Jasper Elementary on track for 2020 openingJuly 31, 2019
By LEANN BURKE
JASPER — The scraping sound of masons installing the brick veneer on the exterior of the future Jasper Elementary School filled the construction site Tuesday as crews worked to turn the building’s skeleton into a structure that more resembles a school.
“There’s a lot of trades working at the same time,” said Clerk of the Works Todd Hopf with Stenftenagel Group. “We’ve got electricians, [crews laying] sheet metal, masons.”
The crews are almost exactly a year into construction of the building — site work began in May 2018 with construction beginning in August of the same year — and the crews’ hard work is paying off.
The structure is located on the city’s north side along Portersville Road next to Jasper Middle School. Once completed, the $25 million building will span 111,000 feet and hold about 800 elementary students, bringing together Fifth and Tenth Street elementaries together under its roof.
Greater Jasper Consolidated Schools decided to build a new elementary school in June 2017 after a facilities study showed nearly $20 million in necessary repairs at Fifth Street and Tenth Street. That report did not include the cost of lessening the potential flooding problems at both schools, which could have cost additional millions.
Right now, the fate of Fifth and Tenth Street elementaries is unknown. Superintendent Tracy Lorey said school officials have had discussions about what could be done with those buildings, such as demolishing them to clear the way for additional parking at Alumni Stadium and Ruxer Field, but no decisions have been made. The corporation also holds a deed agreement with the Catholic Diocese of Evansville for Tenth Street.
Lorey said the corporation also has some hoops to jump through with the Indiana Department of Education before it can do anything with the buildings. Once Greater Jasper moves out of the buildings, they must be listed as unused school buildings with the IDOE for 30 days to give potential charter schools an opportunity to express interest in them. If there is no interest, Lorey said, the school corporation can then act on the properties.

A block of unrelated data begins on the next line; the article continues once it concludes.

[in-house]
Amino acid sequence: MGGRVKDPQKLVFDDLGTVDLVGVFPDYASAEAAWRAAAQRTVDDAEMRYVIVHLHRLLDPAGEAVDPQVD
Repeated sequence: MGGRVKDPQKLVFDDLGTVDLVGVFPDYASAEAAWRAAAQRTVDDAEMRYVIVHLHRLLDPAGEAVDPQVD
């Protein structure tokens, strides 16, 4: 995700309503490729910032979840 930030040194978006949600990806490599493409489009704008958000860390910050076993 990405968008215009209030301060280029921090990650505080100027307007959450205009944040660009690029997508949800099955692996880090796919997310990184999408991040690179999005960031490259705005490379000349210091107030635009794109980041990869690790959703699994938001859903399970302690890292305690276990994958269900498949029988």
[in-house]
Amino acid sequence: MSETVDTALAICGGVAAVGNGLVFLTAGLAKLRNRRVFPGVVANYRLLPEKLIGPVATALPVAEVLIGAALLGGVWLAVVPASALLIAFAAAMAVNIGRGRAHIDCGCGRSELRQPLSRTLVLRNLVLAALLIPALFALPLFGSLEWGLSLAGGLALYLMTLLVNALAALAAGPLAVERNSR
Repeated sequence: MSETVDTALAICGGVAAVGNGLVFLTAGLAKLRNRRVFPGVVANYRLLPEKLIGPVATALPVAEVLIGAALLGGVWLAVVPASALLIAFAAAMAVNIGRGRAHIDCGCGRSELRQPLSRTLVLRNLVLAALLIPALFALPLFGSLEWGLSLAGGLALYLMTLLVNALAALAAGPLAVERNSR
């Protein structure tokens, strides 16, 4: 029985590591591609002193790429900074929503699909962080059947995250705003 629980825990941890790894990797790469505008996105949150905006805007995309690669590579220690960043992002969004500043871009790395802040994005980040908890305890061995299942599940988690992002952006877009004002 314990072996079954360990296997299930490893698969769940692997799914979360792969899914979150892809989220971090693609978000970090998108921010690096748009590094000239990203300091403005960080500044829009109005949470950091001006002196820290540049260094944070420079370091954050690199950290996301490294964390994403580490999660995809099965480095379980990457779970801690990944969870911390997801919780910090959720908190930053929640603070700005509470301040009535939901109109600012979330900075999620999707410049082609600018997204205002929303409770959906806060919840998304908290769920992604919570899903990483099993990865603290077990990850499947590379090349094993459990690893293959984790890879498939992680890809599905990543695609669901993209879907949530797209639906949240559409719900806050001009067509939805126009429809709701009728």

“There’s really nothing that’s been decided, but there’s a lot of opportunities for discussion and exploring,” Lorey said.
Construction of Jasper Elementary is being headed up by general contractor Danco Construction of Evansville and is on schedule to be completed by April 1, 2020. School staff will move into the building that summer and classes will start in the building that fall.
“We’ve got a lot of stuff coming in that summer furniture wise,” Hopf said.
Meeting the deadline shouldn’t be a problem, he said, even with the wet year. Much of the building has a temporary roof over it, so crews can work on the inside when it rains.
In the mechanical room, the boilers that are part of the heating and cooling system and the master electrical system are being set in place, and ducts are being installed throughout the building, as are the basic electrical work and fire sprinkler system.
“A lot of things you don’t see from the street have been happening,” Hopf said.
Still, drivers passing the construction site on Portersville or Ackerman roads can see the red brick beginning to cover the exterior walls that had been concrete masonry unit blocks, and some sod work is also being done. In the southwest corner of the site, crews have started pouring sidewalks.
The project has gone smoothly for the most part, Hopf said, with the biggest challenge coming from the weather.
“It’s been extremely wet,” Hopf said.
The site has held up well with all the rain, he added. The retention system has done its job, although there were some minor issues on the site’s south end near the middle school, which are being addressed.
Once Jasper Elementary opens, it will be connected to the middle school via a connector street that will also provide parents who have students at both schools a way to travel between the buildings at drop-off and pickup times without having to reenter public roads.
The middle school will launch a new traffic pattern this school year to get parents used to the change. A story on the new traffic pattern was in Monday’s Herald.
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